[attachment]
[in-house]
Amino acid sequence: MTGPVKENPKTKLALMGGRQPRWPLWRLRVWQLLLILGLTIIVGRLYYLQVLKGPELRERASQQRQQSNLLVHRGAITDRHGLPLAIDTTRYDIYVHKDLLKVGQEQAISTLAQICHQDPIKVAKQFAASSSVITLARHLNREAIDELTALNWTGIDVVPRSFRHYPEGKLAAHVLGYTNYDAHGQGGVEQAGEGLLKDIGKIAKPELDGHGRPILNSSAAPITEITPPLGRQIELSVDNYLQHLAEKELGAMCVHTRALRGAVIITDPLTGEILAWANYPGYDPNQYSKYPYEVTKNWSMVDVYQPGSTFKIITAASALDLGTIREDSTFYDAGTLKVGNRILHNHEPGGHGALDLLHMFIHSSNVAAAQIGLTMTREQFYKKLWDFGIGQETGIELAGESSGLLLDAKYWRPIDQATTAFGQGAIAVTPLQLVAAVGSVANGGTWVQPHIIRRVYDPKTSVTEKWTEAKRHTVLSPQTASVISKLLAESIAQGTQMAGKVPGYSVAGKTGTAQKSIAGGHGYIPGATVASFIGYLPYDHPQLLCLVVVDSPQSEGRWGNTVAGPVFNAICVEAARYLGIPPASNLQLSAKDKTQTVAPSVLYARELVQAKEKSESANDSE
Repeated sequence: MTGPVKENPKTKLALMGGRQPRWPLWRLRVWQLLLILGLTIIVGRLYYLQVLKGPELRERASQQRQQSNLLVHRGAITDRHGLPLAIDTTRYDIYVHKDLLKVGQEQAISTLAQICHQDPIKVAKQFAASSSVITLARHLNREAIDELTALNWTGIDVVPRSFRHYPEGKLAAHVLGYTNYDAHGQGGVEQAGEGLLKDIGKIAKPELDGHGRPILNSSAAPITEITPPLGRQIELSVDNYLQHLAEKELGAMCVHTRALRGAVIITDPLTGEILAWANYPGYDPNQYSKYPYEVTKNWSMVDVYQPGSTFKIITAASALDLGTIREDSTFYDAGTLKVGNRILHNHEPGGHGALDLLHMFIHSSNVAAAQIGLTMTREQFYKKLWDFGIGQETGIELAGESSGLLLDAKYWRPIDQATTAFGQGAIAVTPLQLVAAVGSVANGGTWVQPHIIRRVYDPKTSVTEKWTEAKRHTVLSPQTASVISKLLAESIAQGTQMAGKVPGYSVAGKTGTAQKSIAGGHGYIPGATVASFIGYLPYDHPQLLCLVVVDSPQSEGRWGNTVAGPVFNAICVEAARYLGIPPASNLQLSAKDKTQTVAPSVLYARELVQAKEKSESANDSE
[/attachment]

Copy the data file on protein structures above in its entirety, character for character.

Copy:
[in-house]
Amino acid sequence: MTGPVKENPKTKLALMGGRQPRWPLWRLRVWQLLLILGLTIIVGRLYYLQVLKGPELRERASQQRQQSNLLVHRGAITDRHGLPLAIDTTRYDIYVHKDLLKVGQEQAISTLAQICHQDPIKVAKQFAASSSVITLARHLNREAIDELTALNWTGIDVVPRSFRHYPEGKLAAHVLGYTNYDAHGQGGVEQAGEGLLKDIGKIAKPELDGHGRPILNSSAAPITEITPPLGRQIELSVDNYLQHLAEKELGAMCVHTRALRGAVIITDPLTGEILAWANYPGYDPNQYSKYPYEVTKNWSMVDVYQPGSTFKIITAASALDLGTIREDSTFYDAGTLKVGNRILHNHEPGGHGALDLLHMFIHSSNVAAAQIGLTMTREQFYKKLWDFGIGQETGIELAGESSGLLLDAKYWRPIDQATTAFGQGAIAVTPLQLVAAVGSVANGGTWVQPHIIRRVYDPKTSVTEKWTEAKRHTVLSPQTASVISKLLAESIAQGTQMAGKVPGYSVAGKTGTAQKSIAGGHGYIPGATVASFIGYLPYDHPQLLCLVVVDSPQSEGRWGNTVAGPVFNAICVEAARYLGIPPASNLQLSAKDKTQTVAPSVLYARELVQAKEKSESANDSE
Repeated sequence: MTGPVKENPKTKLALMGGRQPRWPLWRLRVWQLLLILGLTIIVGRLYYLQVLKGPELRERASQQRQQSNLLVHRGAITDRHGLPLAIDTTRYDIYVHKDLLKVGQEQAISTLAQICHQDPIKVAKQFAASSSVITLARHLNREAIDELTALNWTGIDVVPRSFRHYPEGKLAAHVLGYTNYDAHGQGGVEQAGEGLLKDIGKIAKPELDGHGRPILNSSAAPITEITPPLGRQIELSVDNYLQHLAEKELGAMCVHTRALRGAVIITDPLTGEILAWANYPGYDPNQYSKYPYEVTKNWSMVDVYQPGSTFKIITAASALDLGTIREDSTFYDAGTLKVGNRILHNHEPGGHGALDLLHMFIHSSNVAAAQIGLTMTREQFYKKLWDFGIGQETGIELAGESSGLLLDAKYWRPIDQATTAFGQGAIAVTPLQLVAAVGSVANGGTWVQPHIIRRVYDPKTSVTEKWTEAKRHTVLSPQTASVISKLLAESIAQGTQMAGKVPGYSVAGKTGTAQKSIAGGHGYIPGATVASFIGYLPYDHPQLLCLVVVDSPQSEGRWGNTVAGPVFNAICVEAARYLGIPPASNLQLSAKDKTQTVAPSVLYARELVQAKEKSESANDSE